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Lawlessness Grows in Strife-Torn Sri Lanka

Human rights activists march during an anti-government protest in the capital, Colombo, demanding more investigations into reports of abductions.
Human rights activists march during an anti-government protest in the capital, Colombo, demanding more investigations into reports of abductions. (By Eranga Jayawardena -- Associated Press)

But in many abduction cases, victims say they are scared to go to the police.

Mano Ganesan of the Civil Monitoring Commission, which has documented 133 cases of abduction, is cynical about the government's handling of the matter. "The real culprits -- the big fish -- will not be apprehended," he said. "This government has been appointing committees and commissions to monitor the human rights situation, but there is no action on the ground."

The outcry over human rights violations prompted the government to appoint a Commission of Inquiry to look into 16 high-profile cases. Its first case is the killing of 17 aid workers employed by Action Against Hunger, or Action Contre la Faim.

But incidents continue. A recent move by the government to evict Tamils from temporary accommodation in the capital on the grounds that they posed a threat to national security stirred up huge controversy. The Supreme Court later ordered the suspension of evictions.

Tamils are not alone in losing basic rights, though the group is particularly vulnerable.

Vajira Dharmasena is a Sinhalese nurse in the main government hospital in Vavuniya, a garrison town in the north with a majority Tamil population. She lives in the Sinhala settlement of Mamaduwa and says people live in fear of attacks by the rebels, known as the Tamil Tigers.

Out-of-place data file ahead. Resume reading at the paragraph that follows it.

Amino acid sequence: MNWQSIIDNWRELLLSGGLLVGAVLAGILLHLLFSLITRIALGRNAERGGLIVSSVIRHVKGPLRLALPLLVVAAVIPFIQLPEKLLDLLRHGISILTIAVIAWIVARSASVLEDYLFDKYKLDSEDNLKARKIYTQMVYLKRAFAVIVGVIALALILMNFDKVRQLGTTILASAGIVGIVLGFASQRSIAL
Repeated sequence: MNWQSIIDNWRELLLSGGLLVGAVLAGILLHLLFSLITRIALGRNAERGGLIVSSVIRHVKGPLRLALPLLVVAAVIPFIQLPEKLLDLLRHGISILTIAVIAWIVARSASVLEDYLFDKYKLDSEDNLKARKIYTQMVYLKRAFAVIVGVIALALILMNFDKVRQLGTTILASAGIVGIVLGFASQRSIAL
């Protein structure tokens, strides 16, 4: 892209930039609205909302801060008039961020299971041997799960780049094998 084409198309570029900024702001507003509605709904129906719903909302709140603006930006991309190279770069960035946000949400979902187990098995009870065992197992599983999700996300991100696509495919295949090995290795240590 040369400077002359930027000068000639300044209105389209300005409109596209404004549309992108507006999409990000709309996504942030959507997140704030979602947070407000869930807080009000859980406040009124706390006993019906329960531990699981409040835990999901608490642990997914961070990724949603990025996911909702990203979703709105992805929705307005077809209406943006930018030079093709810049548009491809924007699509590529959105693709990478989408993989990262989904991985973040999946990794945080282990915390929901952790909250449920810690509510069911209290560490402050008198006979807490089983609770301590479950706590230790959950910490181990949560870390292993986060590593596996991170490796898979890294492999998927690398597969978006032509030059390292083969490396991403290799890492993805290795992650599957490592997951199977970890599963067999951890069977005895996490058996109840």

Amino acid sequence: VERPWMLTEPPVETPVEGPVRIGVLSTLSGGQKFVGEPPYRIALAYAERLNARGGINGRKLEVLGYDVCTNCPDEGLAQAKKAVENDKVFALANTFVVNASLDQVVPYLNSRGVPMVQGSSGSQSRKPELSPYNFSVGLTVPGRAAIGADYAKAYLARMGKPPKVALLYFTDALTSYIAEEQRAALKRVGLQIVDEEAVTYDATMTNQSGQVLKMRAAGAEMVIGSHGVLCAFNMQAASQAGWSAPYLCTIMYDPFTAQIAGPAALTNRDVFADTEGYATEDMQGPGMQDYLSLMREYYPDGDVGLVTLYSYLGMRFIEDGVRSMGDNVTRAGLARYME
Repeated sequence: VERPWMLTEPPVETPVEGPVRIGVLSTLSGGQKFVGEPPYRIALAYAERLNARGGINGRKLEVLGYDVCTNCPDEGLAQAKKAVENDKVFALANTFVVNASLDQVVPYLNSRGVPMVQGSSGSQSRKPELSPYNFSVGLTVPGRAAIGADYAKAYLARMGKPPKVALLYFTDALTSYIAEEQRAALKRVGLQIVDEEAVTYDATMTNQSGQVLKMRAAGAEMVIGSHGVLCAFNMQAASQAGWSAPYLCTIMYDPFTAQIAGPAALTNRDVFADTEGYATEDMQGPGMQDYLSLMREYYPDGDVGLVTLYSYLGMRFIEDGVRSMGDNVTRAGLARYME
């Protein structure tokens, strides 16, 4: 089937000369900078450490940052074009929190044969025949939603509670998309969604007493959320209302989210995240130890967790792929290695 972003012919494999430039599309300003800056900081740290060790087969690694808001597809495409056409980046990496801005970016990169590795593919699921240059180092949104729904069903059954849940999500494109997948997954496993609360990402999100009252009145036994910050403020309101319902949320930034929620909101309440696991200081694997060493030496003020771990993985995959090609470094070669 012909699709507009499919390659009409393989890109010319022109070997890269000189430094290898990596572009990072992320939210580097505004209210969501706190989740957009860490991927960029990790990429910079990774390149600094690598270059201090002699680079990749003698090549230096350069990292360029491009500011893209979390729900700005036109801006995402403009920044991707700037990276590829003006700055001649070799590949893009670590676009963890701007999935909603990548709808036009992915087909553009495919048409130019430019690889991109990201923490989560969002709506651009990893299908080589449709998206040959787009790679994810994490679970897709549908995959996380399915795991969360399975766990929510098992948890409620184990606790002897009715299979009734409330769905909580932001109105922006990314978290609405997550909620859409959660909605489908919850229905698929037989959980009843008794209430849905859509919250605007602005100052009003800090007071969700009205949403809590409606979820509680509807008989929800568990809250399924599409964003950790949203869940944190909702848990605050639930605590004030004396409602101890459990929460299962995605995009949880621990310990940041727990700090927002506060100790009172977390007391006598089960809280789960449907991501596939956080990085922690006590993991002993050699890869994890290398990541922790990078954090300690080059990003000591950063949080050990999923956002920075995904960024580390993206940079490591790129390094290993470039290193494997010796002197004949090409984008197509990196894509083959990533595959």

"We try to avoid using the bus service that plies between Vavuniya and the village because we're afraid it will be targeted," she said. "We live in fear. At night people living near the forward defense lines come to the town to sleep. Schoolchildren can't study."

Eleven journalists have been killed since August 2005, according to an international media monitoring mission, which was in the country last month.

"Killings and attacks against journalists remained unsolved, leading to fears that media freedom is being deliberately and violently suppressed through threats, abductions and attacks," said Jacqui Park of the International Federation of Journalists.

Some countries have decided to withhold or suspend aid to Sri Lanka until they see the situation in the country improving.

Following the cease-fire, Sri Lanka was declared eligible for aid through Millennium Challenge Corp., set up under President Bush to reward countries that are well governed. But the U.S. ambassador in Colombo, Robert O. Blake, said in a recent television interview: "In the context of the collapse of the cease-fire and in the context of the decline of some of the indicators on governance, we unfortunately had to defer consideration of Sri Lanka for the Millennium Challenge Corporation.

"But we very much hope that the president will seize the opportunity to embrace peace now and the [Tamil Tigers] as well, since they are an important part of the process."

A senior official in Sri Lanka's attorney general's department said the state could not file criminal proceedings in cases of violence unless police provided sufficient evidence admissible in court.

Commenting on criticism that the government was violating the rights of Tamil citizens, Rambukwella, the government spokesman, said, "I'm not saying everything is perfect, but 39 percent of Tamils now live in the Western Province," which is controlled by the government.

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